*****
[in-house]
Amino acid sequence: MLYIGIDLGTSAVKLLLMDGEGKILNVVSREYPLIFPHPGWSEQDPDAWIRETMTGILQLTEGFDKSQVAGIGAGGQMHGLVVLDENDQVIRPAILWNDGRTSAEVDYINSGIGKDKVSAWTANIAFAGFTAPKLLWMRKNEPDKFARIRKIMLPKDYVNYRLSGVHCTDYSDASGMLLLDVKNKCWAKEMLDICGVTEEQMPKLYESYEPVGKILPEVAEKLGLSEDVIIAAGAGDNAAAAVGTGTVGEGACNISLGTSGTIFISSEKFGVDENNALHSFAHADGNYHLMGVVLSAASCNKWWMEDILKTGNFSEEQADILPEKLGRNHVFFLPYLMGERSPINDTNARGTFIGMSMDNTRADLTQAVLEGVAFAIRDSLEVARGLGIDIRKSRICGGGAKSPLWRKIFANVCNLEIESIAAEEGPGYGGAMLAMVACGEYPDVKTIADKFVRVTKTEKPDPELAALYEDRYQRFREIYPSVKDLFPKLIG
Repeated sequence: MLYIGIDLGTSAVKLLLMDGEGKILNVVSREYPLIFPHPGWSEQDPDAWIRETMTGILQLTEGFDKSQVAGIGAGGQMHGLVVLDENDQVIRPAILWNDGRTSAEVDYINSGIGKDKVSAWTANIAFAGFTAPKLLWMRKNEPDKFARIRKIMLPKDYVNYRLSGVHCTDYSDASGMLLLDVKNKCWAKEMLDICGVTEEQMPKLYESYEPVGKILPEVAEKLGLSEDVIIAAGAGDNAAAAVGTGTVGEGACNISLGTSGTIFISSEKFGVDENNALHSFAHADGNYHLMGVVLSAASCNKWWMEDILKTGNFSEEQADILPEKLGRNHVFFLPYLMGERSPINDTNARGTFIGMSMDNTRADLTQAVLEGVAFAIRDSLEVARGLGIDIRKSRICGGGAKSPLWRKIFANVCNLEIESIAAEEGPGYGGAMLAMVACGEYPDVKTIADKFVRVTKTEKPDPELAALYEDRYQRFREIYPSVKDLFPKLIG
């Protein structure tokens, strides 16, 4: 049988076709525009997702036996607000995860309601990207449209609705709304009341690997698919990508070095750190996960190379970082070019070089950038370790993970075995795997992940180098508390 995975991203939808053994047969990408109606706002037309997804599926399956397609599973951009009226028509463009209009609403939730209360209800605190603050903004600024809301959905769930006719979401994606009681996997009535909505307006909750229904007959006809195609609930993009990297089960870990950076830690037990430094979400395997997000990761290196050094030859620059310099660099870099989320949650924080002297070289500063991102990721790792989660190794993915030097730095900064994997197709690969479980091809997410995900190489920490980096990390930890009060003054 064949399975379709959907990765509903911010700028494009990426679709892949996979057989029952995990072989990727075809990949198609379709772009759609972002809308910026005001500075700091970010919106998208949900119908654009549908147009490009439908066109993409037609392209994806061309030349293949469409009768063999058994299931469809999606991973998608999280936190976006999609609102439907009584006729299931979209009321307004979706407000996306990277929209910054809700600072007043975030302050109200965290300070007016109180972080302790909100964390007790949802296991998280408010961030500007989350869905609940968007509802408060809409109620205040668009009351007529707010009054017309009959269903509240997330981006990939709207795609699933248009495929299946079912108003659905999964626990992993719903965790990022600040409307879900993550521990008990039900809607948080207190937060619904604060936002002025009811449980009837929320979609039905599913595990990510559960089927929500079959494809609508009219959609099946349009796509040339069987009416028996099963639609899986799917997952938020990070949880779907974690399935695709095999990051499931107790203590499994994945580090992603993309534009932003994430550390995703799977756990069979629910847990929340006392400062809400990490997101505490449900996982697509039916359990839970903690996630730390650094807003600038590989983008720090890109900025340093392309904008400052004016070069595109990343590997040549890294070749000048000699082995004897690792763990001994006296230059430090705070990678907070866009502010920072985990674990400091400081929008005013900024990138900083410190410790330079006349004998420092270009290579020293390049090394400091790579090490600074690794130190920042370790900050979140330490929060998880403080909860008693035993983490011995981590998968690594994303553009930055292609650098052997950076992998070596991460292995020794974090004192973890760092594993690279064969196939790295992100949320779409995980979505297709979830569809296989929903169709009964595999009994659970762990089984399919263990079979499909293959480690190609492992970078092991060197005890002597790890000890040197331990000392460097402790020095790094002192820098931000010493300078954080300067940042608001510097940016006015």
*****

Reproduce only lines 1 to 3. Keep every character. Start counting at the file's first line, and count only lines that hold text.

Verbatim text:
[in-house]
Amino acid sequence: MLYIGIDLGTSAVKLLLMDGEGKILNVVSREYPLIFPHPGWSEQDPDAWIRETMTGILQLTEGFDKSQVAGIGAGGQMHGLVVLDENDQVIRPAILWNDGRTSAEVDYINSGIGKDKVSAWTANIAFAGFTAPKLLWMRKNEPDKFARIRKIMLPKDYVNYRLSGVHCTDYSDASGMLLLDVKNKCWAKEMLDICGVTEEQMPKLYESYEPVGKILPEVAEKLGLSEDVIIAAGAGDNAAAAVGTGTVGEGACNISLGTSGTIFISSEKFGVDENNALHSFAHADGNYHLMGVVLSAASCNKWWMEDILKTGNFSEEQADILPEKLGRNHVFFLPYLMGERSPINDTNARGTFIGMSMDNTRADLTQAVLEGVAFAIRDSLEVARGLGIDIRKSRICGGGAKSPLWRKIFANVCNLEIESIAAEEGPGYGGAMLAMVACGEYPDVKTIADKFVRVTKTEKPDPELAALYEDRYQRFREIYPSVKDLFPKLIG
Repeated sequence: MLYIGIDLGTSAVKLLLMDGEGKILNVVSREYPLIFPHPGWSEQDPDAWIRETMTGILQLTEGFDKSQVAGIGAGGQMHGLVVLDENDQVIRPAILWNDGRTSAEVDYINSGIGKDKVSAWTANIAFAGFTAPKLLWMRKNEPDKFARIRKIMLPKDYVNYRLSGVHCTDYSDASGMLLLDVKNKCWAKEMLDICGVTEEQMPKLYESYEPVGKILPEVAEKLGLSEDVIIAAGAGDNAAAAVGTGTVGEGACNISLGTSGTIFISSEKFGVDENNALHSFAHADGNYHLMGVVLSAASCNKWWMEDILKTGNFSEEQADILPEKLGRNHVFFLPYLMGERSPINDTNARGTFIGMSMDNTRADLTQAVLEGVAFAIRDSLEVARGLGIDIRKSRICGGGAKSPLWRKIFANVCNLEIESIAAEEGPGYGGAMLAMVACGEYPDVKTIADKFVRVTKTEKPDPELAALYEDRYQRFREIYPSVKDLFPKLIG